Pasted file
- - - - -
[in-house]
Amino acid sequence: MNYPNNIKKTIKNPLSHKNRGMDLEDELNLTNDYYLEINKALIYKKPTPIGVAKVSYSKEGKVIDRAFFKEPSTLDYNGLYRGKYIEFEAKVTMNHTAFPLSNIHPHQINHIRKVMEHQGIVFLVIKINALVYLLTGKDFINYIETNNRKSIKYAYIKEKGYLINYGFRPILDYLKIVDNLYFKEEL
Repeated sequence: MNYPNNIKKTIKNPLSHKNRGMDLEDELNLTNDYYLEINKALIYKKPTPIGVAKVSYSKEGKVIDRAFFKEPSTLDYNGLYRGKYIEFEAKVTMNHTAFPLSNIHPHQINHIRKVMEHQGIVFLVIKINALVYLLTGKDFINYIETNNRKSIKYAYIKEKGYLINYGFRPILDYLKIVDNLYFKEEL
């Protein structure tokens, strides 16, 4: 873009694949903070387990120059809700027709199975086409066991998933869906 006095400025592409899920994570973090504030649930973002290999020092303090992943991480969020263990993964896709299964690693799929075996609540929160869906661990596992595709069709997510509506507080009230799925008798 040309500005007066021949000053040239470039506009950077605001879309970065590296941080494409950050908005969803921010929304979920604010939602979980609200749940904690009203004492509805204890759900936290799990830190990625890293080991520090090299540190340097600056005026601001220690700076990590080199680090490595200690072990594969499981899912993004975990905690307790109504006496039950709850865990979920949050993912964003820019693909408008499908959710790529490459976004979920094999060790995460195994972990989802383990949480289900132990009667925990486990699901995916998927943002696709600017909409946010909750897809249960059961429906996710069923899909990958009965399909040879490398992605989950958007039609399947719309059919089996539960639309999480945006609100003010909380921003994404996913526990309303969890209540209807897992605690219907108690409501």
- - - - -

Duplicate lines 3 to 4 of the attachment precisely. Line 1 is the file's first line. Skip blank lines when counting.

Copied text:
Repeated sequence: MNYPNNIKKTIKNPLSHKNRGMDLEDELNLTNDYYLEINKALIYKKPTPIGVAKVSYSKEGKVIDRAFFKEPSTLDYNGLYRGKYIEFEAKVTMNHTAFPLSNIHPHQINHIRKVMEHQGIVFLVIKINALVYLLTGKDFINYIETNNRKSIKYAYIKEKGYLINYGFRPILDYLKIVDNLYFKEEL
């Protein structure tokens, strides 16, 4: 873009694949903070387990120059809700027709199975086409066991998933869906 006095400025592409899920994570973090504030649930973002290999020092303090992943991480969020263990993964896709299964690693799929075996609540929160869906661990596992595709069709997510509506507080009230799925008798 040309500005007066021949000053040239470039506009950077605001879309970065590296941080494409950050908005969803921010929304979920604010939602979980609200749940904690009203004492509805204890759900936290799990830190990625890293080991520090090299540190340097600056005026601001220690700076990590080199680090490595200690072990594969499981899912993004975990905690307790109504006496039950709850865990979920949050993912964003820019693909408008499908959710790529490459976004979920094999060790995460195994972990989802383990949480289900132990009667925990486990699901995916998927943002696709600017909409946010909750897809249960059961429906996710069923899909990958009965399909040879490398992605989950958007039609399947719309059919089996539960639309999480945006609100003010909380921003994404996913526990309303969890209540209807897992605690219907108690409501």